In HIV-infected patients additional information was obtained using a standardized questionnaire that was sent to the treating physicians, including information on TB treatment and outcomes. TB treatment outcomes were defined according to international standards –. Treatment outcomes were further grouped into three categories: “successful” included cure and treatment completion; “unsatisfactory” included treatment failure, treatment interruption, transfer-out and unknown; and “death” of any cause while on treatment . Drug resistance was defined as any resistance to isoniazid, rifampicin or ethambutol as reported to the TB registry.
Differences between groups in binary variables were tested using χ2 tests or Fisher's exact tests, continuous variables by Wilcoxon rank sum test. Binomial 95% confidence intervals (CI) were calculated where appropriate. All analyses were performed in Stata version 11.1 (Stata Corporation, College Station, TX).
The study was approved by the Ethics Committee of the University of Bern, Switzerland. Written informed consent was obtained from all patients enrolled in the SHCS. For patients outside the SHCS, informed consent was obtained by the treating physicians. In some cases informed consent could not be obtained from the patient because he or she could not be located or was known to have died. For these cases we obtained permission from the Federal expert commission on confidentiality in medical research to use the data provided by the treating physician.
In the SHCS 144 definite (culture-confirmed) TB cases were diagnosed during the study period 2000–2008. Among these, 93 cases (64.6%) had an MTBC isolate available from the strain collections and were included in the study. The TB registry included 4,221 culture-confirmed cases. A total of 288 cases were randomly selected (approximately three cases for every SHCS case with an available MTBC isolate). The sample included 10 (3.5%) HIV-infected patients not enrolled in the SHCS. Based on the proportion of HIV-infected patients in the randomly selected registry sample and its binomial confidence interval (2.9%–4.1%), it can be estimated that 146 (95% CI 122–173) HIV-infected patients not enrolled in the SHCS were among the TB cases reported to the registry 2000–2008.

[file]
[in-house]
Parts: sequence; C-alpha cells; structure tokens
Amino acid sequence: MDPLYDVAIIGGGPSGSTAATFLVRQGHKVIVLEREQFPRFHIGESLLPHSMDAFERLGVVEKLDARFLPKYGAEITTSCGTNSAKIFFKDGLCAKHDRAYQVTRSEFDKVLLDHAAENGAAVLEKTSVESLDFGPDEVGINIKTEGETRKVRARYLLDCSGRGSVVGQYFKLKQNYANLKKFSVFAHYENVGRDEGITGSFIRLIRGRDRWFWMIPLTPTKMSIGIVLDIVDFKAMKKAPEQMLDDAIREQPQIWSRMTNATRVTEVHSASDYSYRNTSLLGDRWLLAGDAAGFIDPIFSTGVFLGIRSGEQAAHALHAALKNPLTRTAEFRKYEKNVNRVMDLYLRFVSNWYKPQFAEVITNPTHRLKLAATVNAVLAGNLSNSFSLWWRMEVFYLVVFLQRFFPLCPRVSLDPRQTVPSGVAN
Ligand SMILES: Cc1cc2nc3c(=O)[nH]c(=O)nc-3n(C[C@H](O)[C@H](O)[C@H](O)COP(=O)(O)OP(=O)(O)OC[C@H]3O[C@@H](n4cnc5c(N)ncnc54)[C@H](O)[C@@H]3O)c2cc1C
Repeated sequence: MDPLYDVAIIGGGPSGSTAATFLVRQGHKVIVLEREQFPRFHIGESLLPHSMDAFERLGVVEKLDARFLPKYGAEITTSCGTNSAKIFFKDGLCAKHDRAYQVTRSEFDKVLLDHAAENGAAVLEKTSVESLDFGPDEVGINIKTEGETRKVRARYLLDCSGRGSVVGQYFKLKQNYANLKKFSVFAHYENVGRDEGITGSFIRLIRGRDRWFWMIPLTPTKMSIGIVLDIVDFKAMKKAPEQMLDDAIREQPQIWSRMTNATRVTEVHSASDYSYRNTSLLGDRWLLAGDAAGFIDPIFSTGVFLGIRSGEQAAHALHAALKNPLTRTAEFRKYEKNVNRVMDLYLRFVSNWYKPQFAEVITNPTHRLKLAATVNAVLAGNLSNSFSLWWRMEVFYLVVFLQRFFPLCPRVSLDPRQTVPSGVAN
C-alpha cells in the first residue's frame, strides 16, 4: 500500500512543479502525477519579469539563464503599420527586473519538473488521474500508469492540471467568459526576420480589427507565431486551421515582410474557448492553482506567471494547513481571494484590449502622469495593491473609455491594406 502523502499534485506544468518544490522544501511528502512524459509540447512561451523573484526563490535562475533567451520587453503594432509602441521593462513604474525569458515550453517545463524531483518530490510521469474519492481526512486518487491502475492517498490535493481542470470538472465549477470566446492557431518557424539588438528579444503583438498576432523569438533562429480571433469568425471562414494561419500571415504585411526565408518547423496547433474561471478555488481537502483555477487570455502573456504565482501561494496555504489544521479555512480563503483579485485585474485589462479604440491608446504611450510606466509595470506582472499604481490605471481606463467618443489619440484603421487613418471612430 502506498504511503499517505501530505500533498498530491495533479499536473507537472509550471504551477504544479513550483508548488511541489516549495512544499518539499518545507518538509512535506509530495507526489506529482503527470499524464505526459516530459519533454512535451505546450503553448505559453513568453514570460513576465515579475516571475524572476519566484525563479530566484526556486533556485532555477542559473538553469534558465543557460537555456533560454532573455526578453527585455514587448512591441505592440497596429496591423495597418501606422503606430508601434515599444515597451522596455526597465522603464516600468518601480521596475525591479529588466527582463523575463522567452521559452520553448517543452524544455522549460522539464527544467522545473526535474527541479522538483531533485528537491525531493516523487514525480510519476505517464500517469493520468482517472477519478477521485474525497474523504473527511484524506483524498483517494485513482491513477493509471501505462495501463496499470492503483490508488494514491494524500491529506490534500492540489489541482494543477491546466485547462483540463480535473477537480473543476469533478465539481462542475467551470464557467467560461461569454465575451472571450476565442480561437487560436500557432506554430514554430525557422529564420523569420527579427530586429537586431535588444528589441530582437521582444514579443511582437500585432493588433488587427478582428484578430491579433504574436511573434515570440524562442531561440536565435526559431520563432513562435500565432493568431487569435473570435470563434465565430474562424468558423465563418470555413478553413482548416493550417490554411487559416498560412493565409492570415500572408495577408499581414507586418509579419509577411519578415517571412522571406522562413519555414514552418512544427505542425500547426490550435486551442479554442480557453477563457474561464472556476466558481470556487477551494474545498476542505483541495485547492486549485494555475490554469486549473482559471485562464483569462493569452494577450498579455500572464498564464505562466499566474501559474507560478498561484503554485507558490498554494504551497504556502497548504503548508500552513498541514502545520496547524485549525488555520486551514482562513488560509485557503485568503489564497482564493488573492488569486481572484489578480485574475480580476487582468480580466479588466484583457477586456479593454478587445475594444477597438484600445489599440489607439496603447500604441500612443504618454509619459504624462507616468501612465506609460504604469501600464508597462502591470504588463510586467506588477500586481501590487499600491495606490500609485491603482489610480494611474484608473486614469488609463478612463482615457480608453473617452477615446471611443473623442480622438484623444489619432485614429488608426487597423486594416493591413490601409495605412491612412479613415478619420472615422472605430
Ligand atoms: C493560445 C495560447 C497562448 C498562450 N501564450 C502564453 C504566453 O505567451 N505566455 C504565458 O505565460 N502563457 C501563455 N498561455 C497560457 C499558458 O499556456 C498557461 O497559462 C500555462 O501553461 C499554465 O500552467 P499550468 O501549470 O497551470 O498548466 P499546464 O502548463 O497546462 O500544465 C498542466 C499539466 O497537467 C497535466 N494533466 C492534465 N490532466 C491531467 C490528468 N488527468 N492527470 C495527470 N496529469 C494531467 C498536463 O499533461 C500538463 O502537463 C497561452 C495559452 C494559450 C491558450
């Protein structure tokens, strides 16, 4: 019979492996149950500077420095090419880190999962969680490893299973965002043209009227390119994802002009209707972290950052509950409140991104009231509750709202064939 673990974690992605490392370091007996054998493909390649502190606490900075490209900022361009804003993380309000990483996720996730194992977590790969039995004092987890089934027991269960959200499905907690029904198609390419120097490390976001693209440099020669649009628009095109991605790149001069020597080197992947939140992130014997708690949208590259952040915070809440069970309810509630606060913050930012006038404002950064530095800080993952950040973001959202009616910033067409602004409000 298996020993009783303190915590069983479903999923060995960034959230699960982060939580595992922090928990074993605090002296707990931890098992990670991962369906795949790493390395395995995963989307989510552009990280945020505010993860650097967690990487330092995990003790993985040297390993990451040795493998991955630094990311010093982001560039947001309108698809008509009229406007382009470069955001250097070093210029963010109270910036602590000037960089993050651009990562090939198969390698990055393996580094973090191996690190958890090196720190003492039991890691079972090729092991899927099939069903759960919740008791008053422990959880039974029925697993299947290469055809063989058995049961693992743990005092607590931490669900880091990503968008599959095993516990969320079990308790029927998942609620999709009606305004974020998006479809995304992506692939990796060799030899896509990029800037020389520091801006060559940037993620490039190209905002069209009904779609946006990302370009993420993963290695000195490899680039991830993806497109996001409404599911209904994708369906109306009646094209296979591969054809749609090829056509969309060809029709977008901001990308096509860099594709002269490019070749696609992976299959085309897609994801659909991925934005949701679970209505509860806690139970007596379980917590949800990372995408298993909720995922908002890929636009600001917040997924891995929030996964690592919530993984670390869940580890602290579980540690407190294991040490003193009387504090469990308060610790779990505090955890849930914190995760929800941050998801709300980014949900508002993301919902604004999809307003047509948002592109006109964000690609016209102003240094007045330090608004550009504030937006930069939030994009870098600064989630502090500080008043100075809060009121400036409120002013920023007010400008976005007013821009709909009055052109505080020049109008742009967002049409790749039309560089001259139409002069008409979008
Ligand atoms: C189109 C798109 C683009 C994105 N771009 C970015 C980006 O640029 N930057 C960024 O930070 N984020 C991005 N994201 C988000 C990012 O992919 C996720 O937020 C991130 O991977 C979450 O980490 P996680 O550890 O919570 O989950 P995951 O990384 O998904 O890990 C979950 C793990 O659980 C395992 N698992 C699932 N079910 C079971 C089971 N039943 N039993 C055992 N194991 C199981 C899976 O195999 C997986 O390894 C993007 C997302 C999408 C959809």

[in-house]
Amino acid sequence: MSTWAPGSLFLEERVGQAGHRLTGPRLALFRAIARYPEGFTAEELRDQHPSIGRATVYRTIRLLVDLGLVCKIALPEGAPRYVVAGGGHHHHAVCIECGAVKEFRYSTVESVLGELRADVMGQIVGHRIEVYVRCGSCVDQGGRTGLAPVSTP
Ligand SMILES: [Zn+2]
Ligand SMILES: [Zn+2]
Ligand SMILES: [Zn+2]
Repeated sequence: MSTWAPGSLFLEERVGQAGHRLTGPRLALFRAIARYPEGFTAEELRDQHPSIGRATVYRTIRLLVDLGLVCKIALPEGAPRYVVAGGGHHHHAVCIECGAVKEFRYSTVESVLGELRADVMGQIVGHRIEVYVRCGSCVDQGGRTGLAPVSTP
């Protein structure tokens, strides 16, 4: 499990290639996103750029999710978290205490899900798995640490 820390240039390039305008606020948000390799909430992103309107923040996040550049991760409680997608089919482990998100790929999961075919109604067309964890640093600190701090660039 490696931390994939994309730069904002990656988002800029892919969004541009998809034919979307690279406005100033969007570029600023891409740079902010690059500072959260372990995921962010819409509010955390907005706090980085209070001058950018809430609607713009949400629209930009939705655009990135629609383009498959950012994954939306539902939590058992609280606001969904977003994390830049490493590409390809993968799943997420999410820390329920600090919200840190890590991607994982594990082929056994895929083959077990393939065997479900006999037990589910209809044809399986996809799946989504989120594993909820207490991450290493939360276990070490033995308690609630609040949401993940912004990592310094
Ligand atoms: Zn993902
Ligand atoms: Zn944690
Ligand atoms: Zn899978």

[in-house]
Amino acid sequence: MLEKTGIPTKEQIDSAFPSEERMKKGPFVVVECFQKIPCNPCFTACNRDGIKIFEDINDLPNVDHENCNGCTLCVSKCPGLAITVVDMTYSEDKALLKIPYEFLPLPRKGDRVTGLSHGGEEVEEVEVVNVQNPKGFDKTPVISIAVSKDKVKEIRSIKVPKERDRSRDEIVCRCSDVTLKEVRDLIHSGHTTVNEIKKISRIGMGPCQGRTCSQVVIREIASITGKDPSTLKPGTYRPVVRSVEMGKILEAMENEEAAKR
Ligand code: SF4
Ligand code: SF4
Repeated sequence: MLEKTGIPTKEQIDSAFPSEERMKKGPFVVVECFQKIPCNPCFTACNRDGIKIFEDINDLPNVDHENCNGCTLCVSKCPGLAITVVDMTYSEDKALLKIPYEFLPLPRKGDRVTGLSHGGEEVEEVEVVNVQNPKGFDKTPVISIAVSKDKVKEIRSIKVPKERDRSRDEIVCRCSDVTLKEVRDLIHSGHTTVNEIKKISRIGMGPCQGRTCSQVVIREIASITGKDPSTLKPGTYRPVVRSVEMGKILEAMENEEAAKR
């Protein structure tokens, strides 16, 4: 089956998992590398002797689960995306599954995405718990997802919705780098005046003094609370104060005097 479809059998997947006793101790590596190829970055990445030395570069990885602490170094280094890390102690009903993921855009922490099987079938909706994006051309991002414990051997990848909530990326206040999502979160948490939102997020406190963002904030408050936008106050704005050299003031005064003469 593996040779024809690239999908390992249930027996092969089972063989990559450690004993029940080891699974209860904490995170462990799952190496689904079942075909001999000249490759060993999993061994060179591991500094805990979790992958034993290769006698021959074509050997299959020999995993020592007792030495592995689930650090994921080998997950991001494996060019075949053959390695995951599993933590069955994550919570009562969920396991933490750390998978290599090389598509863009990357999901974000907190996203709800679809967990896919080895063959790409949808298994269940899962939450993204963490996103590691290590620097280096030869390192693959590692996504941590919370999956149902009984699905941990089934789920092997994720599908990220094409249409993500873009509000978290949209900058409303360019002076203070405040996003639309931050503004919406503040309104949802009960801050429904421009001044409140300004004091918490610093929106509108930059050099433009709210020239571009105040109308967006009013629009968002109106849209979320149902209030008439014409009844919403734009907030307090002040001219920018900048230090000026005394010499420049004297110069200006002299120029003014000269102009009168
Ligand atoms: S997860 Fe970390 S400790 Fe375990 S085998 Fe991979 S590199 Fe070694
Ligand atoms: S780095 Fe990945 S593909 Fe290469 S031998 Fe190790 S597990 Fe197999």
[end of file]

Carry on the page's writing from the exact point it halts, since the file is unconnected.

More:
Data on a total of 381 TB patients were analyzed, including 103 (26.3%) HIV-infected patients. Table 1 compares socio-demographic and clinical characteristics between HIV-infected and HIV-negative TB patients, and of HIV-infected patients enrolled and not enrolled in the SHCS. The groups were similar regarding age and sex, but HIV-infected patients were less likely to have cavitary disease and more likely to have disseminated disease than HIV-negative patients. HIV-infected patients were also more likely to have been born in sub-Saharan Africa (51.5% versus 15.8%, p<0.0001). The proportion of patients with multidrug resistance was higher in HIV-infected patients compared to HIV-negative patients (1.9% versus 0%) but this failed to reach conventional statistical significance (p = 0.07 by Fisher's exact test).
Among HIV-infected TB patients the most likely sources of HIV infection were heterosexual transmission (59, 57.3%), injecting drug use (13, 12.6%) and men having sex with men (10, 9.7%). HIV-infected TB patients were most frequently from sub-Saharan Africa. Median time since immigration from sub-Saharan Africa until TB diagnosis was 3.3 years (interquartile range [IQR] 0.8–5.6). The 10 patients not enrolled in the SHCS included four asylum seekers or refugees, two migrant workers, three other foreigners (visitors, students, etc.), and one patient with unknown legal status. Four of the 10 patients were diagnosed in Geneva. Patients not enrolled in the cohort were younger than SHCS patients and had lower CD4 cell counts at TB diagnosis (median CD4 cell count 79 cells/µL versus 149 cells/µL, p = 0.07, Table 1). Of the 93 SHCS patients, 36 (38.7%) were diagnosed with TB while on ART. ART was initiated in all patients, with a median delay of 5 weeks (IQR 0–12.9) after TB diagnosis among those not yet on ART.